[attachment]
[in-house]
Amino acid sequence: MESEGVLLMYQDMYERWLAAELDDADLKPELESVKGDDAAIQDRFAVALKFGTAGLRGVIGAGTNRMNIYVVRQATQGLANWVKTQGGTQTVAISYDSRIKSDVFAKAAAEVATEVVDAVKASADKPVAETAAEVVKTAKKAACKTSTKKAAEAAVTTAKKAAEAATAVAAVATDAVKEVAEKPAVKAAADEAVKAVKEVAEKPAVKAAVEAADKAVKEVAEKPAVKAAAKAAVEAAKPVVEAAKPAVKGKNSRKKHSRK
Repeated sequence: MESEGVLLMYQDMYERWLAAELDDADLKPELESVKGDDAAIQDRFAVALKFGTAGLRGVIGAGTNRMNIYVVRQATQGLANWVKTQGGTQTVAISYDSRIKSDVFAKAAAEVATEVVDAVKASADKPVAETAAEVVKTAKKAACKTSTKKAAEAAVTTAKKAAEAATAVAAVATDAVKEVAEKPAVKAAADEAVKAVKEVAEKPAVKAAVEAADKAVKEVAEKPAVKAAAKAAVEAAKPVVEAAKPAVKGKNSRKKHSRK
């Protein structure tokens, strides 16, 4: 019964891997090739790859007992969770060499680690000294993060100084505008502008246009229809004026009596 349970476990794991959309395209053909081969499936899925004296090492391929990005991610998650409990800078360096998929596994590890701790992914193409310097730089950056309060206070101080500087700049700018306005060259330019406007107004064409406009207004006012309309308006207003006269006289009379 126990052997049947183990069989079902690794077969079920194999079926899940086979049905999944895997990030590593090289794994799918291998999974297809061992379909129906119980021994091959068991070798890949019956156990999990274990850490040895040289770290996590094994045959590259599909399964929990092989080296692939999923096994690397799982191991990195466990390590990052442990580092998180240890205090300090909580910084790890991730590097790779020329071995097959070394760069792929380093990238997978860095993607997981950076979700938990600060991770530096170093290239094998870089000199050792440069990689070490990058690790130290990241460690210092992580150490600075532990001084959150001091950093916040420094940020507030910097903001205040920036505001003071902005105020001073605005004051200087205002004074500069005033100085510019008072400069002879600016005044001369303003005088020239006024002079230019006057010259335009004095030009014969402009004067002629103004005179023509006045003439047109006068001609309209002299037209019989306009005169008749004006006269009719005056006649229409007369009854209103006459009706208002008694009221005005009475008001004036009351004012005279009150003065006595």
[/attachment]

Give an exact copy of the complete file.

[in-house]
Amino acid sequence: MESEGVLLMYQDMYERWLAAELDDADLKPELESVKGDDAAIQDRFAVALKFGTAGLRGVIGAGTNRMNIYVVRQATQGLANWVKTQGGTQTVAISYDSRIKSDVFAKAAAEVATEVVDAVKASADKPVAETAAEVVKTAKKAACKTSTKKAAEAAVTTAKKAAEAATAVAAVATDAVKEVAEKPAVKAAADEAVKAVKEVAEKPAVKAAVEAADKAVKEVAEKPAVKAAAKAAVEAAKPVVEAAKPAVKGKNSRKKHSRK
Repeated sequence: MESEGVLLMYQDMYERWLAAELDDADLKPELESVKGDDAAIQDRFAVALKFGTAGLRGVIGAGTNRMNIYVVRQATQGLANWVKTQGGTQTVAISYDSRIKSDVFAKAAAEVATEVVDAVKASADKPVAETAAEVVKTAKKAACKTSTKKAAEAAVTTAKKAAEAATAVAAVATDAVKEVAEKPAVKAAADEAVKAVKEVAEKPAVKAAVEAADKAVKEVAEKPAVKAAAKAAVEAAKPVVEAAKPAVKGKNSRKKHSRK
């Protein structure tokens, strides 16, 4: 019964891997090739790859007992969770060499680690000294993060100084505008502008246009229809004026009596 349970476990794991959309395209053909081969499936899925004296090492391929990005991610998650409990800078360096998929596994590890701790992914193409310097730089950056309060206070101080500087700049700018306005060259330019406007107004064409406009207004006012309309308006207003006269006289009379 126990052997049947183990069989079902690794077969079920194999079926899940086979049905999944895997990030590593090289794994799918291998999974297809061992379909129906119980021994091959068991070798890949019956156990999990274990850490040895040289770290996590094994045959590259599909399964929990092989080296692939999923096994690397799982191991990195466990390590990052442990580092998180240890205090300090909580910084790890991730590097790779020329071995097959070394760069792929380093990238997978860095993607997981950076979700938990600060991770530096170093290239094998870089000199050792440069990689070490990058690790130290990241460690210092992580150490600075532990001084959150001091950093916040420094940020507030910097903001205040920036505001003071902005105020001073605005004051200087205002004074500069005033100085510019008072400069002879600016005044001369303003005088020239006024002079230019006057010259335009004095030009014969402009004067002629103004005179023509006045003439047109006068001609309209002299037209019989306009005169008749004006006269009719005056006649229409007369009854209103006459009706208002008694009221005005009475008001004036009351004012005279009150003065006595």